You can’t build the same kind of relationship with the characters of a stand-alone movie or a short story as you can with a TV show or a long novel/series of novels, which is why I’m not as much of a fan of the short story format. Don’t get me wrong – there are many movies that I enjoy (even love) and many short stories that I consider to be quite good. But when I’m going to sit down to read something on my own, I have to admit that I’m quite biased against the short story format because even if a story is well-written, creative and thirty pages long, I still can’t bond with the characters the way that I can in a novel that’s a couple hundred pages long. Twenty or thirty pages in to a story, I feel as though I’m just starting to get to know a character – and I want to know much, much more about them. A short story basically feels like a tease to me. The author is taunting me with the tip of the iceberg.
I feel a bit guilty that I'm not really that fond of short stories – I’m a “literary” person with a Master’s Degree in Literature, so I’m supposed to like a lot of things that other “Literature people” consider to be good. But since I’ve graduated (and even more since I’ve moved in to a new career field), I’ve learned to be honest about my preferences. I don’t have anything against short stories – I just don’t personally enjoy them as much as novels. You don’t get the experience of immersion.
I don’t have a particular stance on novellas because I’ve realized that a truly engaging reading experience isn’t only dependent on the form and length. Since novellas are defined as being shorter than a novel, they don’t tend to offer the same kind of total/long-term immersion in another world as a longer novel. But if I can become engrossed in the story of a novella – even if it is just for a few hours – and bond with at least one of the characters, then I’m happy. There are several short novels/novellas that I have found very interesting and absorbing. I think that Gabriel Garcia Marquez’s Chronicle of a Death Foretold is probably my favorite of these because once you unwind its twisty, circular narrative, the characters are interesting, mysterious and compelling. (I will be posting a review of Chronicle before the end of the week.) In other words, I’ve realized that the writer’s ability to absorb a reader like me has less to do with the number of pages, and much more to do with how deeply they develop their characters.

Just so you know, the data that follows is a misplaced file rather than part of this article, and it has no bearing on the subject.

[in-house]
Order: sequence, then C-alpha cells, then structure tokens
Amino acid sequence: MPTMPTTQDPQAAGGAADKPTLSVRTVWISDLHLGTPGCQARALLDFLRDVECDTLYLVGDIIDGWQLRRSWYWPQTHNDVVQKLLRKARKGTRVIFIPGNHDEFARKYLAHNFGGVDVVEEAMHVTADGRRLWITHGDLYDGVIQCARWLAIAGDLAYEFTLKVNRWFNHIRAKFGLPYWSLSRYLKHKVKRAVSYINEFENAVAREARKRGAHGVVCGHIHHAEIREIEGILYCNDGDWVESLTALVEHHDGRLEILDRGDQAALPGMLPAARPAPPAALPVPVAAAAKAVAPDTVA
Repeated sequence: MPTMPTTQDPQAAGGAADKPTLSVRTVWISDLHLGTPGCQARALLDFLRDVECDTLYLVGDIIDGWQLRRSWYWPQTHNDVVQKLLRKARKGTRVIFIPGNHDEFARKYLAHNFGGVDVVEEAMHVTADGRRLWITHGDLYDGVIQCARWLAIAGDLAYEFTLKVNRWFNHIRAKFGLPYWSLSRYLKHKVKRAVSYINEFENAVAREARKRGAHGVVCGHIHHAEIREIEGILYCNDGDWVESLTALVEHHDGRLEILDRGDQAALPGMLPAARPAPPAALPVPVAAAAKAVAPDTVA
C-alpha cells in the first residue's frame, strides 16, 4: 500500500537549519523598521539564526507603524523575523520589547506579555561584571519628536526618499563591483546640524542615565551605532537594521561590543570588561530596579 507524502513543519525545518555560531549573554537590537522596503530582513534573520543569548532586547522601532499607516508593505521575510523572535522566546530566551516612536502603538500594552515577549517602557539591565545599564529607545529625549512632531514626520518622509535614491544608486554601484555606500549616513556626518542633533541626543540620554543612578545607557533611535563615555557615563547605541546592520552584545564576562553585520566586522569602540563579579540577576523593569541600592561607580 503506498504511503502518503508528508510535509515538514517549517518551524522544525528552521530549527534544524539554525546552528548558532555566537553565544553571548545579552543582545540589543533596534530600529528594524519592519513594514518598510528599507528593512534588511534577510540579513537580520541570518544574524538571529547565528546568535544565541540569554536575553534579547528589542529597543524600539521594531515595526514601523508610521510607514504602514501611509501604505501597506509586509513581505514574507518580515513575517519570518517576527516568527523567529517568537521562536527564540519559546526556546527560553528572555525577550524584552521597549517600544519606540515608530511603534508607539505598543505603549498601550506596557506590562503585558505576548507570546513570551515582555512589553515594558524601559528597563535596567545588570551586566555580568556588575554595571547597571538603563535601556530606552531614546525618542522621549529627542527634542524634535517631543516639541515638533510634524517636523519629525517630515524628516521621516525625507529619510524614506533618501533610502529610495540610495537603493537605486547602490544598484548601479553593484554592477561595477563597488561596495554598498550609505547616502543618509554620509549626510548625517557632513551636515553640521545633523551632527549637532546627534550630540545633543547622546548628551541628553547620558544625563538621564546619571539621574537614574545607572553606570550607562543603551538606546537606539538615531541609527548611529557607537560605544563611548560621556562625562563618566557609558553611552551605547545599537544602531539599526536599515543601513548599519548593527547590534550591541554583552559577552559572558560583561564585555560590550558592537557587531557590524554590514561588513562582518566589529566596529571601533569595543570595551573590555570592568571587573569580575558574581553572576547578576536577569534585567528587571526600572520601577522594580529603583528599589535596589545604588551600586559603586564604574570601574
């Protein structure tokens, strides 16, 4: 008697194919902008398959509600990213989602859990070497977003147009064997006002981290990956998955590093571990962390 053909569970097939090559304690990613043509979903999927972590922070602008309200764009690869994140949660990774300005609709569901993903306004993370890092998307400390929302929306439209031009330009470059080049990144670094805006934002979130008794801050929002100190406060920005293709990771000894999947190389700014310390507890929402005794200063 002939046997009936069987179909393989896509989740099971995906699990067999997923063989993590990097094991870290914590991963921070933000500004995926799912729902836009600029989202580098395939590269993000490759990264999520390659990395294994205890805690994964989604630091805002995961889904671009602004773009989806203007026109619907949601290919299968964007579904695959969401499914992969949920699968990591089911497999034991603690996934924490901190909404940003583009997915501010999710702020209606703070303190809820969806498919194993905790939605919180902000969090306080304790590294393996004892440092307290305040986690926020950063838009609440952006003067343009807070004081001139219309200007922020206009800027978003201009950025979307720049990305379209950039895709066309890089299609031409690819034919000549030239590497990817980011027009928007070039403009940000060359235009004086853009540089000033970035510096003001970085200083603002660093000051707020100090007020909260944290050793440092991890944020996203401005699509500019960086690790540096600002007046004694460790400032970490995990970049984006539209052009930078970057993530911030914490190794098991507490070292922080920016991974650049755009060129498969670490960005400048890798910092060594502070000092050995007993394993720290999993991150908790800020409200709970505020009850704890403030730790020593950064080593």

I realize that not everyone reads and/or watches TV to develop deeply engaging “relationships” with the characters, which is why the short story, the short film, poetry, comedic sketches and more avant-garde novels all have enthusiastic (if some times small audiences). And I can enjoy some of these other story forms to a certain extent. But while I might be glad that I’ve read T.S. Eliot’s poetry, I have to admit that in my spare time after work, I’m far less likely to pick up Eliot than I am to grab one of my tattered copies of Harry Potter and loose myself in that complex world of plot twists and richly developed characters. If something is truly well-written, then I say the longer, the better.
I want to take a moment to promote the Weekly Geeks Blog/Reading Challenge for this week, which is centered around the theme of “short and sweet” books. This challenge inspired me to share my thoughts on short stories and novellas, and it has also motivated me to try to review several shorter novels and novellas from my TBR pile this week. If you have a book blog, check out this Weekly Geeks Challenge and consider posting on one or more of the questions. Then come back and leave a link to your post here in the comments section. I’m interested to hear everyone's thoughts on short stories, literary preferences, etc.